Mr. Allen was a force at Microsoft during its first seven years, along with its co-founder, Bill Gates, as the personal computer was moving from a hobbyist curiosity to a mainstream technology, used by both businesses and consumers.

When the company was founded, in 1975, the machines were known as microcomputers, to distinguish the desktop computers from the hulking machines of the day. Mr. Allen came up with the name Micro-Soft, an apt one for a company that made software for small computers. The term personal computer would become commonplace later.

 

The company’s first product was a much-compressed version of the Basic programming language, designed to suit those underpowered machines. Yet the company’s big move came when it promised the computer giant IBM that it would deliver the operating system software for IBM’s entry into the personal computer business. Mr. Gates and Mr. Allen committed to supplying that software in 1980.

At the time, it was a promise without a product. But Mr. Allen was instrumental in putting together a deal to buy an early operating system from a programmer in Seattle. He and Mr. Gates tweaked and massaged the code, and it became the operating system that guided the IBM personal computer, introduced in 1981.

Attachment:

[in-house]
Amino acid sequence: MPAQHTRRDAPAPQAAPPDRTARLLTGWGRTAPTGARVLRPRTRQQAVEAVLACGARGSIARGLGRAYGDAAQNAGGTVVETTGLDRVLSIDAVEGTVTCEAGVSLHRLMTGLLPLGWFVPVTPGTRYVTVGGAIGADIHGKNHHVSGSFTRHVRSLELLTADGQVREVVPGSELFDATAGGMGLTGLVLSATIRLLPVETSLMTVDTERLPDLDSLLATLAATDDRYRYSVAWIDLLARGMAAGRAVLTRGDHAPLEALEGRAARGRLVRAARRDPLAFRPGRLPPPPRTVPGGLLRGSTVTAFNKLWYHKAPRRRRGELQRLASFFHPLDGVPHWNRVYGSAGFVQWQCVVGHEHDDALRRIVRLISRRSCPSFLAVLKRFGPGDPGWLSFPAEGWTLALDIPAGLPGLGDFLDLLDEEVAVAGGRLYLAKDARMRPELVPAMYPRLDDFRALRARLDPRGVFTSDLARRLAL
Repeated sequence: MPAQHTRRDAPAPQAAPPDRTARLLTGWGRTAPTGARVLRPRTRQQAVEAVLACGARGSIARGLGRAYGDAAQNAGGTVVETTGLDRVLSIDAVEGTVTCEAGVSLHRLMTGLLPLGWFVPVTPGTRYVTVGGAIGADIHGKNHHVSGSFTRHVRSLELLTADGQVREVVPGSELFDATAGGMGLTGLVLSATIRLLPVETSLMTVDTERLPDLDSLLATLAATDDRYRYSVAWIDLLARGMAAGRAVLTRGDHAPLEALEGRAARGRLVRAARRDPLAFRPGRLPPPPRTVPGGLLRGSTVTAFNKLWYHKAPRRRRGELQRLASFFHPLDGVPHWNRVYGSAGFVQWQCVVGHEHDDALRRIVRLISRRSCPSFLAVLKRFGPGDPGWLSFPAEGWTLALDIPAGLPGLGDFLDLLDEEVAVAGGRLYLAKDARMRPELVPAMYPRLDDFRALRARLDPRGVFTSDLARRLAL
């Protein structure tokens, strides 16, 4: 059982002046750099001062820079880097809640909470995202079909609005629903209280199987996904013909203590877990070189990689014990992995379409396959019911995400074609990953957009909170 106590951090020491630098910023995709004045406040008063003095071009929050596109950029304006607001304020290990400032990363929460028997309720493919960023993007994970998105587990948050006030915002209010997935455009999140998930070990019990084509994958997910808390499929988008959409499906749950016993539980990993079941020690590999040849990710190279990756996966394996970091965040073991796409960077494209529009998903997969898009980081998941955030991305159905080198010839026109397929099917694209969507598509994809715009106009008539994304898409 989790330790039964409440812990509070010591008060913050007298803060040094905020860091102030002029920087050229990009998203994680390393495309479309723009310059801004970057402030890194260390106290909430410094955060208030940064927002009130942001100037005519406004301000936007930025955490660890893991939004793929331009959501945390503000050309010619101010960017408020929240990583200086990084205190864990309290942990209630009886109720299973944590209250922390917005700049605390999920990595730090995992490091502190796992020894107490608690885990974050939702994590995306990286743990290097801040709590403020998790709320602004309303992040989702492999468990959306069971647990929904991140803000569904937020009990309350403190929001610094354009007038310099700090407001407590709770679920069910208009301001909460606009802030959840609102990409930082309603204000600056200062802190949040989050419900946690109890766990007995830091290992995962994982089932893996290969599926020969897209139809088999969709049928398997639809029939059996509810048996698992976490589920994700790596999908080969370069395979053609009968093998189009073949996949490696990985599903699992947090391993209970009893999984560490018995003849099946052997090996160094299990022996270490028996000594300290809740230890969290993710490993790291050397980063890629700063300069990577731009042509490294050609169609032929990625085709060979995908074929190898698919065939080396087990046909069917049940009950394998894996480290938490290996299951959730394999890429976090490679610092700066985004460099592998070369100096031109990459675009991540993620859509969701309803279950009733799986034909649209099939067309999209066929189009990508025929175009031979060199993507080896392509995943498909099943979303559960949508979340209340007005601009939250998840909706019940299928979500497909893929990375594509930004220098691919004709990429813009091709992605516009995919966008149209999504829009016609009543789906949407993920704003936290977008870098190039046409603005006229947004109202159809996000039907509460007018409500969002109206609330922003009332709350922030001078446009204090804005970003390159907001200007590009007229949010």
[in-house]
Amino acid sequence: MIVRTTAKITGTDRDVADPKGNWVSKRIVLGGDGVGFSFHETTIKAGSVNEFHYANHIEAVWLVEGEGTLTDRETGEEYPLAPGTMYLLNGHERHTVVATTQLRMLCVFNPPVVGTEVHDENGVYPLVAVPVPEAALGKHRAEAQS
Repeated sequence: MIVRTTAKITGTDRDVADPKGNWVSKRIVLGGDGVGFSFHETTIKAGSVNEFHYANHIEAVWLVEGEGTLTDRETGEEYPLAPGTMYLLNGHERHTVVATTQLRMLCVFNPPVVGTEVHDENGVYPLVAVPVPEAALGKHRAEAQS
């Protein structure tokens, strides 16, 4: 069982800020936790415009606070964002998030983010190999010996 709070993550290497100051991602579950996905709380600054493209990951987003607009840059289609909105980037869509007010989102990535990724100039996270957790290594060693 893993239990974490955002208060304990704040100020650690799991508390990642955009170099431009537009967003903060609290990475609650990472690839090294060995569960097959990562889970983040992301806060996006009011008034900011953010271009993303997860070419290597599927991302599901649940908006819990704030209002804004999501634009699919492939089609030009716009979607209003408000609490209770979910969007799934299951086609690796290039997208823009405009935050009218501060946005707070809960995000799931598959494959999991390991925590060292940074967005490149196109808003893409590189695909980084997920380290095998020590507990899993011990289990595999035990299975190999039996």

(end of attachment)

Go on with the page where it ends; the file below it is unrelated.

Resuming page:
Image
Mr. Allen, left, and Bill Gates on Oct. 19, 1981, after signing a contract with IBM to supply its line of personal computers with Microsoft software. It was a watershed moment for both IBM and Microsoft.CreditMicrosoft, via Bloomberg News

That product, called Microsoft Disk Operating System, or MS-DOS, was a watershed for the company. Later would come Microsoft’s immensely popular Windows operating system, designed to be used with a computer mouse and onscreen icons — point-and-click computing rather than typed commands. The company would also produce the Office productivity programs for word processing, spreadsheets and presentations.

“In his own quiet and persistent way, he created magical products, experiences and institutions, and in doing so, he changed the world,” Satya Nadella, Microsoft’s current chief executive, said of Mr. Allen in a statement.

 

Mr. Allen’s partnership with Mr. Gates began when they were teenagers attending the private Lakeside School in Seattle. It was there that they got their start in computing, working from a school Teletype terminal that was linked to a far-away mainframe computer under a so-called time-sharing computer system, in which operators paid for the computing time they used. Funds for the system were originally supplied by proceeds from a school bake sale.